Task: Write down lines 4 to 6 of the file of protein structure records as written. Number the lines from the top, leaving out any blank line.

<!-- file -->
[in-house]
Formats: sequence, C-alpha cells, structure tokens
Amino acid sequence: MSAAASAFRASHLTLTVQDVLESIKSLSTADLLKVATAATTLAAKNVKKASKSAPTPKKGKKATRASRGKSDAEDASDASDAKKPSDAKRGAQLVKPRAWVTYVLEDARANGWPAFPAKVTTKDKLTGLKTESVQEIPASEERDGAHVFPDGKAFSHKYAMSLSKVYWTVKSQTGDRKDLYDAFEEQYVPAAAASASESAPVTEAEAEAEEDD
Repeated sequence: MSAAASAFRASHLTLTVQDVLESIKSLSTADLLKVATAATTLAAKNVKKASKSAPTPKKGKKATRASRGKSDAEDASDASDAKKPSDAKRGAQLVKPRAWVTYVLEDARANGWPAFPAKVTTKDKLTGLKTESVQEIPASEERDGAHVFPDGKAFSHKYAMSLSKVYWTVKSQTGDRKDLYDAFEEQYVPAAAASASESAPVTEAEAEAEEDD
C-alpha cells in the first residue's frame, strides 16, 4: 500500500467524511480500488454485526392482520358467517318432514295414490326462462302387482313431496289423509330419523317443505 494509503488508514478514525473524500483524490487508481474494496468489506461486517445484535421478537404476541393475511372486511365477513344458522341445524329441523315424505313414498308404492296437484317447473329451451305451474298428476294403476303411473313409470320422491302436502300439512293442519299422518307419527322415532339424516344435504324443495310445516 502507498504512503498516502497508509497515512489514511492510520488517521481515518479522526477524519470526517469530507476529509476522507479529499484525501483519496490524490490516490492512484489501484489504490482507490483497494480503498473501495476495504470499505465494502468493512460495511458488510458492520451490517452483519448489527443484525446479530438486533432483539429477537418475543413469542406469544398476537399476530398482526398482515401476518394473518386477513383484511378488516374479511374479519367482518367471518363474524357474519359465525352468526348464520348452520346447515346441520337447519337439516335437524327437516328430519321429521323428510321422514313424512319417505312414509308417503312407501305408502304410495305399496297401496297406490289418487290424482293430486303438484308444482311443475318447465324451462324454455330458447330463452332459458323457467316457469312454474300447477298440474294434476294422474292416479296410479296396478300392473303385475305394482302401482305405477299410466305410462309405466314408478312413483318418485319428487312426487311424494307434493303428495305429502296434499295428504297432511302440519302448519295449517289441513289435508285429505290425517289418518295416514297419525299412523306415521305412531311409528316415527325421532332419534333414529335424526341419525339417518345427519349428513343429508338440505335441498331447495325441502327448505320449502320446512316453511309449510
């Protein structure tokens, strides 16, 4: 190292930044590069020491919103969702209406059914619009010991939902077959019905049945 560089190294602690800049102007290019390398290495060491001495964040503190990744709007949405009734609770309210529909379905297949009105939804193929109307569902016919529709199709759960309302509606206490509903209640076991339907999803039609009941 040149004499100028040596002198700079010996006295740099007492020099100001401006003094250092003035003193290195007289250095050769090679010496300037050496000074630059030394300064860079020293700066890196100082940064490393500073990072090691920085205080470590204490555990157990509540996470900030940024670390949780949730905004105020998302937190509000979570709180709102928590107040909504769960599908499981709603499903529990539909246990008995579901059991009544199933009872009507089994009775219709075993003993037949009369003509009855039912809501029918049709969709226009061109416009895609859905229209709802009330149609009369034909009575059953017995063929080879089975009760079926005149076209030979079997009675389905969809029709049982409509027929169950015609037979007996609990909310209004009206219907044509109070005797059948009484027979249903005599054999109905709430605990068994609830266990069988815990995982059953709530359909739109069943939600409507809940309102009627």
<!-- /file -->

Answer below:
Repeated sequence: MSAAASAFRASHLTLTVQDVLESIKSLSTADLLKVATAATTLAAKNVKKASKSAPTPKKGKKATRASRGKSDAEDASDASDAKKPSDAKRGAQLVKPRAWVTYVLEDARANGWPAFPAKVTTKDKLTGLKTESVQEIPASEERDGAHVFPDGKAFSHKYAMSLSKVYWTVKSQTGDRKDLYDAFEEQYVPAAAASASESAPVTEAEAEAEEDD
C-alpha cells in the first residue's frame, strides 16, 4: 500500500467524511480500488454485526392482520358467517318432514295414490326462462302387482313431496289423509330419523317443505 494509503488508514478514525473524500483524490487508481474494496468489506461486517445484535421478537404476541393475511372486511365477513344458522341445524329441523315424505313414498308404492296437484317447473329451451305451474298428476294403476303411473313409470320422491302436502300439512293442519299422518307419527322415532339424516344435504324443495310445516 502507498504512503498516502497508509497515512489514511492510520488517521481515518479522526477524519470526517469530507476529509476522507479529499484525501483519496490524490490516490492512484489501484489504490482507490483497494480503498473501495476495504470499505465494502468493512460495511458488510458492520451490517452483519448489527443484525446479530438486533432483539429477537418475543413469542406469544398476537399476530398482526398482515401476518394473518386477513383484511378488516374479511374479519367482518367471518363474524357474519359465525352468526348464520348452520346447515346441520337447519337439516335437524327437516328430519321429521323428510321422514313424512319417505312414509308417503312407501305408502304410495305399496297401496297406490289418487290424482293430486303438484308444482311443475318447465324451462324454455330458447330463452332459458323457467316457469312454474300447477298440474294434476294422474292416479296410479296396478300392473303385475305394482302401482305405477299410466305410462309405466314408478312413483318418485319428487312426487311424494307434493303428495305429502296434499295428504297432511302440519302448519295449517289441513289435508285429505290425517289418518295416514297419525299412523306415521305412531311409528316415527325421532332419534333414529335424526341419525339417518345427519349428513343429508338440505335441498331447495325441502327448505320449502320446512316453511309449510
């Protein structure tokens, strides 16, 4: 190292930044590069020491919103969702209406059914619009010991939902077959019905049945 560089190294602690800049102007290019390398290495060491001495964040503190990744709007949405009734609770309210529909379905297949009105939804193929109307569902016919529709199709759960309302509606206490509903209640076991339907999803039609009941 040149004499100028040596002198700079010996006295740099007492020099100001401006003094250092003035003193290195007289250095050769090679010496300037050496000074630059030394300064860079020293700066890196100082940064490393500073990072090691920085205080470590204490555990157990509540996470900030940024670390949780949730905004105020998302937190509000979570709180709102928590107040909504769960599908499981709603499903529990539909246990008995579901059991009544199933009872009507089994009775219709075993003993037949009369003509009855039912809501029918049709969709226009061109416009895609859905229209709802009330149609009369034909009575059953017995063929080879089975009760079926005149076209030979079997009675389905969809029709049982409509027929169950015609037979007996609990909310209004009206219907044509109070005797059948009484027979249903005599054999109905709430605990068994609830266990069988815990995982059953709530359909739109069943939600409507809940309102009627």